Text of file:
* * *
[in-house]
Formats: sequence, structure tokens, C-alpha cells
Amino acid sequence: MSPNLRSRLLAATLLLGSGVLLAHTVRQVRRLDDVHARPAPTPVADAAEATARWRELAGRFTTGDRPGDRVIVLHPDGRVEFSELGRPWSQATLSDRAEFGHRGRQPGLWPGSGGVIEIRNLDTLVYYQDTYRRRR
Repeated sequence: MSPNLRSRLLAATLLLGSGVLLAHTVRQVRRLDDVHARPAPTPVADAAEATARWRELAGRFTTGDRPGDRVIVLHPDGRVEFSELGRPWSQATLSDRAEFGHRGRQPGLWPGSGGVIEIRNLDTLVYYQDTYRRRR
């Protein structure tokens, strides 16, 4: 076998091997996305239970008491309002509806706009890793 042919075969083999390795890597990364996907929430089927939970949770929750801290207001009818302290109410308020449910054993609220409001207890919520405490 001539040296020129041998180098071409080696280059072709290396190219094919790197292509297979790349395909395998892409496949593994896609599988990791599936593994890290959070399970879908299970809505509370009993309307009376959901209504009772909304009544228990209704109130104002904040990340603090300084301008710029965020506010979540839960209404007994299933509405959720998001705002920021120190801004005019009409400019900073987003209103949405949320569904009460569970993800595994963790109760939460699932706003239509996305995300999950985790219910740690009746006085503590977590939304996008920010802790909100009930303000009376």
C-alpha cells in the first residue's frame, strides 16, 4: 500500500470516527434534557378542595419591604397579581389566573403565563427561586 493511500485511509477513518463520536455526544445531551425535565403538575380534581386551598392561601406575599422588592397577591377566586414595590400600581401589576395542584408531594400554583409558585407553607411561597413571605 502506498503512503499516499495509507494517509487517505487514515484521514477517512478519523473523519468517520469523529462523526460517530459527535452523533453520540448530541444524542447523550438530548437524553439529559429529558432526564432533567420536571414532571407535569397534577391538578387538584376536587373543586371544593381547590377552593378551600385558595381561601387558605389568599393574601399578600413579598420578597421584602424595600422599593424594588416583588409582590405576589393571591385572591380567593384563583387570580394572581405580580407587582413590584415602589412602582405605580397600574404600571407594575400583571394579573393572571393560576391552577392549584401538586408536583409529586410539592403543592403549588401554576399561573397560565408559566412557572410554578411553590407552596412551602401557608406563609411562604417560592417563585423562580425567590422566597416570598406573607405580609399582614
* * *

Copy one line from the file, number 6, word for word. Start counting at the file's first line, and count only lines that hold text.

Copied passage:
C-alpha cells in the first residue's frame, strides 16, 4: 500500500470516527434534557378542595419591604397579581389566573403565563427561586 493511500485511509477513518463520536455526544445531551425535565403538575380534581386551598392561601406575599422588592397577591377566586414595590400600581401589576395542584408531594400554583409558585407553607411561597413571605 502506498503512503499516499495509507494517509487517505487514515484521514477517512478519523473523519468517520469523529462523526460517530459527535452523533453520540448530541444524542447523550438530548437524553439529559429529558432526564432533567420536571414532571407535569397534577391538578387538584376536587373543586371544593381547590377552593378551600385558595381561601387558605389568599393574601399578600413579598420578597421584602424595600422599593424594588416583588409582590405576589393571591385572591380567593384563583387570580394572581405580580407587582413590584415602589412602582405605580397600574404600571407594575400583571394579573393572571393560576391552577392549584401538586408536583409529586410539592403543592403549588401554576399561573397560565408559566412557572410554578411553590407552596412551602401557608406563609411562604417560592417563585423562580425567590422566597416570598406573607405580609399582614